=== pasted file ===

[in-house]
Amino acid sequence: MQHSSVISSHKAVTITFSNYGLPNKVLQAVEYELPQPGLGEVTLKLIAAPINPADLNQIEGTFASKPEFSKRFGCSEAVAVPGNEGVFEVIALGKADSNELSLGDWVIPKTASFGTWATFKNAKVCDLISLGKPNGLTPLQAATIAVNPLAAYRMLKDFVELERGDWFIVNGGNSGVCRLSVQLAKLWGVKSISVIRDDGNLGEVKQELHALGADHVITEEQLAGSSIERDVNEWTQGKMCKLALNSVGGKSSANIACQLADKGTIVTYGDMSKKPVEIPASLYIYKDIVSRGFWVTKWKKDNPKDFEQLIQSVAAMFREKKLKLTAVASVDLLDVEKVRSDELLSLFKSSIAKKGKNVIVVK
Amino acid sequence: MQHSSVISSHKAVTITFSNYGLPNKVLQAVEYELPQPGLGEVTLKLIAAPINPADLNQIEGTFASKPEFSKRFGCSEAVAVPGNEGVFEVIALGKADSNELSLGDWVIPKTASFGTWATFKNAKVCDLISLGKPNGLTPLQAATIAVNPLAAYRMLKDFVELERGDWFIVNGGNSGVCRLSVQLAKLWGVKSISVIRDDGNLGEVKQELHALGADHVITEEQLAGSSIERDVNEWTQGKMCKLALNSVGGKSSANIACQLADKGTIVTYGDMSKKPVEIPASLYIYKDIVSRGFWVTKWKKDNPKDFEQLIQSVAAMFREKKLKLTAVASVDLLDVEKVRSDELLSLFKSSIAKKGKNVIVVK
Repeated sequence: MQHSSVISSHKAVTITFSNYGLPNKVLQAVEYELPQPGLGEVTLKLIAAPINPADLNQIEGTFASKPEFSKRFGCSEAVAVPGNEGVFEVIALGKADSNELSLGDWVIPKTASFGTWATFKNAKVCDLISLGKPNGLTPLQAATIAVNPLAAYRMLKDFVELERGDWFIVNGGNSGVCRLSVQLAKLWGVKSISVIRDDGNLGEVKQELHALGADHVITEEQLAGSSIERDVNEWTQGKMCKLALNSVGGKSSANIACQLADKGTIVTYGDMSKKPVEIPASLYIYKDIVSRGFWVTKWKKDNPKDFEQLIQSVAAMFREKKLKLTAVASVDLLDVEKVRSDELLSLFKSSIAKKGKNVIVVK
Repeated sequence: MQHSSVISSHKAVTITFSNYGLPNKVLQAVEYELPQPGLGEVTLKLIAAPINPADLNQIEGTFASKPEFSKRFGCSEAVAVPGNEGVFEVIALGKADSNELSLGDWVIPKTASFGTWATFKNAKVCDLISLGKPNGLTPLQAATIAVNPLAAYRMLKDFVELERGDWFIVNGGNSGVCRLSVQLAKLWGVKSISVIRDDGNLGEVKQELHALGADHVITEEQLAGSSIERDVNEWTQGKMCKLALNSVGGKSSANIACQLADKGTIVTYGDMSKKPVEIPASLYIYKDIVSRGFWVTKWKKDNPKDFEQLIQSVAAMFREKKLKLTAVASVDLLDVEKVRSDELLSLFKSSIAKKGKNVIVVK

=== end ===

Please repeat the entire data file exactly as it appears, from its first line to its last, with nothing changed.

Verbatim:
[in-house]
Amino acid sequence: MQHSSVISSHKAVTITFSNYGLPNKVLQAVEYELPQPGLGEVTLKLIAAPINPADLNQIEGTFASKPEFSKRFGCSEAVAVPGNEGVFEVIALGKADSNELSLGDWVIPKTASFGTWATFKNAKVCDLISLGKPNGLTPLQAATIAVNPLAAYRMLKDFVELERGDWFIVNGGNSGVCRLSVQLAKLWGVKSISVIRDDGNLGEVKQELHALGADHVITEEQLAGSSIERDVNEWTQGKMCKLALNSVGGKSSANIACQLADKGTIVTYGDMSKKPVEIPASLYIYKDIVSRGFWVTKWKKDNPKDFEQLIQSVAAMFREKKLKLTAVASVDLLDVEKVRSDELLSLFKSSIAKKGKNVIVVK
Amino acid sequence: MQHSSVISSHKAVTITFSNYGLPNKVLQAVEYELPQPGLGEVTLKLIAAPINPADLNQIEGTFASKPEFSKRFGCSEAVAVPGNEGVFEVIALGKADSNELSLGDWVIPKTASFGTWATFKNAKVCDLISLGKPNGLTPLQAATIAVNPLAAYRMLKDFVELERGDWFIVNGGNSGVCRLSVQLAKLWGVKSISVIRDDGNLGEVKQELHALGADHVITEEQLAGSSIERDVNEWTQGKMCKLALNSVGGKSSANIACQLADKGTIVTYGDMSKKPVEIPASLYIYKDIVSRGFWVTKWKKDNPKDFEQLIQSVAAMFREKKLKLTAVASVDLLDVEKVRSDELLSLFKSSIAKKGKNVIVVK
Repeated sequence: MQHSSVISSHKAVTITFSNYGLPNKVLQAVEYELPQPGLGEVTLKLIAAPINPADLNQIEGTFASKPEFSKRFGCSEAVAVPGNEGVFEVIALGKADSNELSLGDWVIPKTASFGTWATFKNAKVCDLISLGKPNGLTPLQAATIAVNPLAAYRMLKDFVELERGDWFIVNGGNSGVCRLSVQLAKLWGVKSISVIRDDGNLGEVKQELHALGADHVITEEQLAGSSIERDVNEWTQGKMCKLALNSVGGKSSANIACQLADKGTIVTYGDMSKKPVEIPASLYIYKDIVSRGFWVTKWKKDNPKDFEQLIQSVAAMFREKKLKLTAVASVDLLDVEKVRSDELLSLFKSSIAKKGKNVIVVK
Repeated sequence: MQHSSVISSHKAVTITFSNYGLPNKVLQAVEYELPQPGLGEVTLKLIAAPINPADLNQIEGTFASKPEFSKRFGCSEAVAVPGNEGVFEVIALGKADSNELSLGDWVIPKTASFGTWATFKNAKVCDLISLGKPNGLTPLQAATIAVNPLAAYRMLKDFVELERGDWFIVNGGNSGVCRLSVQLAKLWGVKSISVIRDDGNLGEVKQELHALGADHVITEEQLAGSSIERDVNEWTQGKMCKLALNSVGGKSSANIACQLADKGTIVTYGDMSKKPVEIPASLYIYKDIVSRGFWVTKWKKDNPKDFEQLIQSVAAMFREKKLKLTAVASVDLLDVEKVRSDELLSLFKSSIAKKGKNVIVVK